Kimberly-Clark® is no stranger to securing federal registrations for its various non-traditional trademarks. No doubt, these unconventional trademark assets are of great commercial value and an important part of K-C’s evolving business strategy and intellectual property portfolio.
My previous post about the oval-shaped facial tissue container K-C was able to federally register in November 2007 is linked here. That post also discussed their current non-traditional trademark application covering a “textured alternating dot pattern appearing on the surface of the carton of disposable paper hand-towels.” By way of update, it was initially refused registration in April, but the application remains pending, as can be seen here, with no response due until October 2009.
Kimberly-Clark® has non-traditional, single color trademarks too:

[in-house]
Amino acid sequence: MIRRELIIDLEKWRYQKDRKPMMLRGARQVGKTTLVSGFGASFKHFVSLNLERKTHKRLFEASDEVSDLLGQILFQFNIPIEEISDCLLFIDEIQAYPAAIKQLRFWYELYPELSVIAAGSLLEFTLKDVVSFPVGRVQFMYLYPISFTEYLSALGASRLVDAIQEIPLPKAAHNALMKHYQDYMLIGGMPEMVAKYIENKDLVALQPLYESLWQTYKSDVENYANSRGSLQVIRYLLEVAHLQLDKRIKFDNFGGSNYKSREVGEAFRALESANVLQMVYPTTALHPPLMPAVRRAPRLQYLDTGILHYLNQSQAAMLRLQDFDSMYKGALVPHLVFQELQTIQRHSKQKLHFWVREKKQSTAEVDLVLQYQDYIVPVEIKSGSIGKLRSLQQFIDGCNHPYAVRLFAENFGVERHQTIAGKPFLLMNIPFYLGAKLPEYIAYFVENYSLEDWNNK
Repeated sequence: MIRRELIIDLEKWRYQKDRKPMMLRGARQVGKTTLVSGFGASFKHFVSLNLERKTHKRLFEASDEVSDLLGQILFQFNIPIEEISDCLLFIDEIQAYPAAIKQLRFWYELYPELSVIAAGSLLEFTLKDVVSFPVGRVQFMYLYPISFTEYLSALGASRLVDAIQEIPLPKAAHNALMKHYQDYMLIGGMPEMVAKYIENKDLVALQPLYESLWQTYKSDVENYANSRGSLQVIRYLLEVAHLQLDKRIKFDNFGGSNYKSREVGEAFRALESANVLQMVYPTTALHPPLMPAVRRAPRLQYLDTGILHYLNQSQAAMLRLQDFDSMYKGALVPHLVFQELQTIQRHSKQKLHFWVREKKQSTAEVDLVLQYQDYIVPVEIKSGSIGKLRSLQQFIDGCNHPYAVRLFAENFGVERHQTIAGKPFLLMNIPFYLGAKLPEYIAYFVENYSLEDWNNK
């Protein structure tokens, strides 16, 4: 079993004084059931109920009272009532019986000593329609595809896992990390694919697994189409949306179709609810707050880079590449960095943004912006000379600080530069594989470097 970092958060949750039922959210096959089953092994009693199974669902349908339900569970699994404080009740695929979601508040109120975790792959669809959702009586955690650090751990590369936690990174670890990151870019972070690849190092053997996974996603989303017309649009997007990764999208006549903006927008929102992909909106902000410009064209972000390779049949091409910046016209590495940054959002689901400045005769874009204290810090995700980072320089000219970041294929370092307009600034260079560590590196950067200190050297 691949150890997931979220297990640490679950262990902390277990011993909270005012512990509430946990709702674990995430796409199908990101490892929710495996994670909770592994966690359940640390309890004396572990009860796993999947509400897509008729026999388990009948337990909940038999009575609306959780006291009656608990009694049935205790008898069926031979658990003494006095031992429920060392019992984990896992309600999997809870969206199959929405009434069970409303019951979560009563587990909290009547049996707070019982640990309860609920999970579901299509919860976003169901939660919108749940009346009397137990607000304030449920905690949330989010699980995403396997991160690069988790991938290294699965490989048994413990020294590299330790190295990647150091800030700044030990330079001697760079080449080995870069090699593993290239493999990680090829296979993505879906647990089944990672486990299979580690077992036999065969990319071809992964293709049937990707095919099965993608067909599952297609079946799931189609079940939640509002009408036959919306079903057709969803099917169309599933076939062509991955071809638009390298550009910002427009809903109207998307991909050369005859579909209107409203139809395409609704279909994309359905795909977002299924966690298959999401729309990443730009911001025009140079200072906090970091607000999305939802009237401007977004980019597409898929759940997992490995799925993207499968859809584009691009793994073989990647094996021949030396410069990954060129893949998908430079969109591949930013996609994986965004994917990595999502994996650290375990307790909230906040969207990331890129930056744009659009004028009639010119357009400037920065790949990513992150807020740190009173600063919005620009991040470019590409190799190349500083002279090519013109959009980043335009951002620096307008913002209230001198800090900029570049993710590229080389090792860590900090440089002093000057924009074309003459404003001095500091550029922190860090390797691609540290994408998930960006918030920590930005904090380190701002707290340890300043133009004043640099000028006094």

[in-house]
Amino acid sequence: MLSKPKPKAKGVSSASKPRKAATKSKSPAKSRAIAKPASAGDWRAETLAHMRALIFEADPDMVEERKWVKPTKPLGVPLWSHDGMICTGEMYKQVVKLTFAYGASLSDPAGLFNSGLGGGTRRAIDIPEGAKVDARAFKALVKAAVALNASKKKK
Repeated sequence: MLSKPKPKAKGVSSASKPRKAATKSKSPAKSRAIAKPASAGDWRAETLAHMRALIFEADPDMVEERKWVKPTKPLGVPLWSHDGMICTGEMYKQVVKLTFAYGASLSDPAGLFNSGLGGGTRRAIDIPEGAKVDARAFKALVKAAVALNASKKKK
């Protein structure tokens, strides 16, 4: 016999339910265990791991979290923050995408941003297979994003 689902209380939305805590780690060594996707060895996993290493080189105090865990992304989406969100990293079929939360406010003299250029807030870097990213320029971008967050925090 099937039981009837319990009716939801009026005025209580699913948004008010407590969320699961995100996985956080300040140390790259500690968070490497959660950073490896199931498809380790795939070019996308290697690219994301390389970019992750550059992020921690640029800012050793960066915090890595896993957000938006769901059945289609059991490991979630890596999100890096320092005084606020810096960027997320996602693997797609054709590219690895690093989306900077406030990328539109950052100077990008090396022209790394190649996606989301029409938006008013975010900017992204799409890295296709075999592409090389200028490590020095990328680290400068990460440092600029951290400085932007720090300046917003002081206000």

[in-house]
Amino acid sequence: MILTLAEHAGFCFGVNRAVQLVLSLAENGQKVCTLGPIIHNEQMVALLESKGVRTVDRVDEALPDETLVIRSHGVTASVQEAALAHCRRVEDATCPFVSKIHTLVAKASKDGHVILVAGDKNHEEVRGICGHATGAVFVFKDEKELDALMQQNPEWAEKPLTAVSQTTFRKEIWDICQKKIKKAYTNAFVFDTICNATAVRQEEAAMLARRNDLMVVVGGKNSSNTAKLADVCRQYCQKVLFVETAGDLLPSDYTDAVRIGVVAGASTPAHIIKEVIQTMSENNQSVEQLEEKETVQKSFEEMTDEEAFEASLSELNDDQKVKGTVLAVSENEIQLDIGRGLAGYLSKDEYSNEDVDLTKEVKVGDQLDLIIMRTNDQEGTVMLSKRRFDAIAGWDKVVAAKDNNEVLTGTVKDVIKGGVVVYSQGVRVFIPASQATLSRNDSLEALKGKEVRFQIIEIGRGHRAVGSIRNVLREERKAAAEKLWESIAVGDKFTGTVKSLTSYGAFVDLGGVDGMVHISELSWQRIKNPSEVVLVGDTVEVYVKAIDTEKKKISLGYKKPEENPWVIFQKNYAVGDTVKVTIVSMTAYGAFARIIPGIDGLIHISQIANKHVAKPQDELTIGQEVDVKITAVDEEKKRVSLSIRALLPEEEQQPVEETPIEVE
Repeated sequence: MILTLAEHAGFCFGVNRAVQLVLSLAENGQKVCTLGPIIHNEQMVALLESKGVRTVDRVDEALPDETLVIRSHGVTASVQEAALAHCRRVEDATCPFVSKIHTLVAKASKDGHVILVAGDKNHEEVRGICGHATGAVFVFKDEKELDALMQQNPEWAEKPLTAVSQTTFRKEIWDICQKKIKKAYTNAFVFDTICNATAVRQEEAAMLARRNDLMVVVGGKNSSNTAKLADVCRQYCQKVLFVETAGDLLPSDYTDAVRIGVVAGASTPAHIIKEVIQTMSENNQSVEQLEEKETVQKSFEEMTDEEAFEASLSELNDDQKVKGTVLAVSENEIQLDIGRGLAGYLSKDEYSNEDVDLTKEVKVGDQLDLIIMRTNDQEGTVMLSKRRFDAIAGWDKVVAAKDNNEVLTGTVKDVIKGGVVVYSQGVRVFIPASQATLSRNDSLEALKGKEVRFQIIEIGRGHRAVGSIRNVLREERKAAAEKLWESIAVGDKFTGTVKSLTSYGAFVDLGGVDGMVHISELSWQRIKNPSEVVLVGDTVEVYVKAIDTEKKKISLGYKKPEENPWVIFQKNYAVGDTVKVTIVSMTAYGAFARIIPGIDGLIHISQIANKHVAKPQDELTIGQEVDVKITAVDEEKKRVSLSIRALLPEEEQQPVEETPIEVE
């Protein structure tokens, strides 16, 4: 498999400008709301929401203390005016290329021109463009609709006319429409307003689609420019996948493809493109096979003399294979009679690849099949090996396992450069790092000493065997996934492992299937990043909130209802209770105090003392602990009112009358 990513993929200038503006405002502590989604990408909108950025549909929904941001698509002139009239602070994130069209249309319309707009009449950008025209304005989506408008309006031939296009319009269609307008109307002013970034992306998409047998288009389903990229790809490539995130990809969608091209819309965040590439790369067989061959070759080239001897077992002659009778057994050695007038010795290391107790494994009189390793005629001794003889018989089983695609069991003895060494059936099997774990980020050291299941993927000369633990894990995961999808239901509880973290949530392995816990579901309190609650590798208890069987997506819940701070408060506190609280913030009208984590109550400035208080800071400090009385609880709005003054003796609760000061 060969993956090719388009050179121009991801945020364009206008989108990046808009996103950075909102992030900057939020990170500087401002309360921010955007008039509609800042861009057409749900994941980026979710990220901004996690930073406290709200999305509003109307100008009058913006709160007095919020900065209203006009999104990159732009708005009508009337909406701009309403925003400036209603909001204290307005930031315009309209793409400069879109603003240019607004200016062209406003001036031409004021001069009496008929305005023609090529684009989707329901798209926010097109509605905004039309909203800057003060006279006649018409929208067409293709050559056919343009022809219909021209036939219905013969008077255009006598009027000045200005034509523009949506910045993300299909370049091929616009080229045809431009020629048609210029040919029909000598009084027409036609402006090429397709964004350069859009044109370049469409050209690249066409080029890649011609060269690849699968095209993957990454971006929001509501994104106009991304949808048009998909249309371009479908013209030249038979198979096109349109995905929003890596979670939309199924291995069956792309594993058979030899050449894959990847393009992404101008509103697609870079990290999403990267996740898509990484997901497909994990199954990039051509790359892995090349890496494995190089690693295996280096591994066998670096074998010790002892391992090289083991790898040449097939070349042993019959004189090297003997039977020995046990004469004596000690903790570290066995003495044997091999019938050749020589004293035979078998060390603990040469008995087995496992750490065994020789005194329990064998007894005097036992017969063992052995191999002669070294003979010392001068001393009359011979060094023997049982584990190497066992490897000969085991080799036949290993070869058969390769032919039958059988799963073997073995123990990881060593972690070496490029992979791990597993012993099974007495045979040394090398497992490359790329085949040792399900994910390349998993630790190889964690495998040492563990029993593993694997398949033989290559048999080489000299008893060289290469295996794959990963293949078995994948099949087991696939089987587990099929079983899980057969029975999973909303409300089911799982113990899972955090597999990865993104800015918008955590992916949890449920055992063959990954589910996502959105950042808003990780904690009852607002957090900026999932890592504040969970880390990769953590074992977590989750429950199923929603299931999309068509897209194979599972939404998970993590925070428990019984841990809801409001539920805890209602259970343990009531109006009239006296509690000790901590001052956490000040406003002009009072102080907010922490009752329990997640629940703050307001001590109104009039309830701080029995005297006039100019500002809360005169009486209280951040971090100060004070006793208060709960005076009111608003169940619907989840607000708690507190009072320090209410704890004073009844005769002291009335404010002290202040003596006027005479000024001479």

In fact, I recently came across a pair of their federal trademark registrations for “the color purple,” one obtained in 2002 and the other in 2006. The differences in the description of goods between these two “color purple” registrations help make a point that is quite important to both marketing and trademark types, namely, the importance of keeping registered trademark scope current and consistent with the underlying and evolving business scope.
In considering this pair of color registrations, the more recent 2006 “purple” registration broadly covers “disposable nitrile gloves for general use.” The phrase “for general use” is a big deal — and worth the additional registration — because it adds significant scope to the narrower federally-registered rights K-C obtained back in 2002 for the same color mark in connection with the far more limited laboratory, medical and surgical uses.
It is often argued that customers from the more narrowly defined laboratory, medical and surgical consuming groups are more “sophisticated” and less prone to trademark confusion than those in the general public, so when marketing channels grow and sales begin to expand from these more “sophisticated” purchasers to also include those in the general public, it is important to make sure the registered rights extend protection to this more vulnerable and larger customer base too.
Moral of the Story: Trademark types, make sure to keep pace with the business and marketing types.